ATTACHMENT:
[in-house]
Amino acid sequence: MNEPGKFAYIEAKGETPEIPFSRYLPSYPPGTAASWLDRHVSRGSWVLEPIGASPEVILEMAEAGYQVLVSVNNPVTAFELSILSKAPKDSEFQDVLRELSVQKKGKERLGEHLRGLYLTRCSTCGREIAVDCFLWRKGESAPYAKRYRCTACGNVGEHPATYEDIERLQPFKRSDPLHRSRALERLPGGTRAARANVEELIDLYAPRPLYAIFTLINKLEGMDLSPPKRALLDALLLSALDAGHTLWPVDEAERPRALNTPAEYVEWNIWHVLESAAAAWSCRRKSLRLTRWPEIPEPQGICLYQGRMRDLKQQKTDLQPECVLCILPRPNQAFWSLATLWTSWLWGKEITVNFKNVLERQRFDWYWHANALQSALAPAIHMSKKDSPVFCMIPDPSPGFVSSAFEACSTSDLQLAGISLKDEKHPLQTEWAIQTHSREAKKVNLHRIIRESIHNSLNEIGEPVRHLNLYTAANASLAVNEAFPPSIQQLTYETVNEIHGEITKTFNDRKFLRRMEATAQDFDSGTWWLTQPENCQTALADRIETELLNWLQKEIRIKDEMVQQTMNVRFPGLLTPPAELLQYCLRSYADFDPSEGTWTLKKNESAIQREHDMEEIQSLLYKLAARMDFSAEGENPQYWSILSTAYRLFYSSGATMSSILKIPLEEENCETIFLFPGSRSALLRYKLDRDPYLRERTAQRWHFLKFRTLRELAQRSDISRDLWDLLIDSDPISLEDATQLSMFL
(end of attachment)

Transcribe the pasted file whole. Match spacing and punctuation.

[in-house]
Amino acid sequence: MNEPGKFAYIEAKGETPEIPFSRYLPSYPPGTAASWLDRHVSRGSWVLEPIGASPEVILEMAEAGYQVLVSVNNPVTAFELSILSKAPKDSEFQDVLRELSVQKKGKERLGEHLRGLYLTRCSTCGREIAVDCFLWRKGESAPYAKRYRCTACGNVGEHPATYEDIERLQPFKRSDPLHRSRALERLPGGTRAARANVEELIDLYAPRPLYAIFTLINKLEGMDLSPPKRALLDALLLSALDAGHTLWPVDEAERPRALNTPAEYVEWNIWHVLESAAAAWSCRRKSLRLTRWPEIPEPQGICLYQGRMRDLKQQKTDLQPECVLCILPRPNQAFWSLATLWTSWLWGKEITVNFKNVLERQRFDWYWHANALQSALAPAIHMSKKDSPVFCMIPDPSPGFVSSAFEACSTSDLQLAGISLKDEKHPLQTEWAIQTHSREAKKVNLHRIIRESIHNSLNEIGEPVRHLNLYTAANASLAVNEAFPPSIQQLTYETVNEIHGEITKTFNDRKFLRRMEATAQDFDSGTWWLTQPENCQTALADRIETELLNWLQKEIRIKDEMVQQTMNVRFPGLLTPPAELLQYCLRSYADFDPSEGTWTLKKNESAIQREHDMEEIQSLLYKLAARMDFSAEGENPQYWSILSTAYRLFYSSGATMSSILKIPLEEENCETIFLFPGSRSALLRYKLDRDPYLRERTAQRWHFLKFRTLRELAQRSDISRDLWDLLIDSDPISLEDATQLSMFL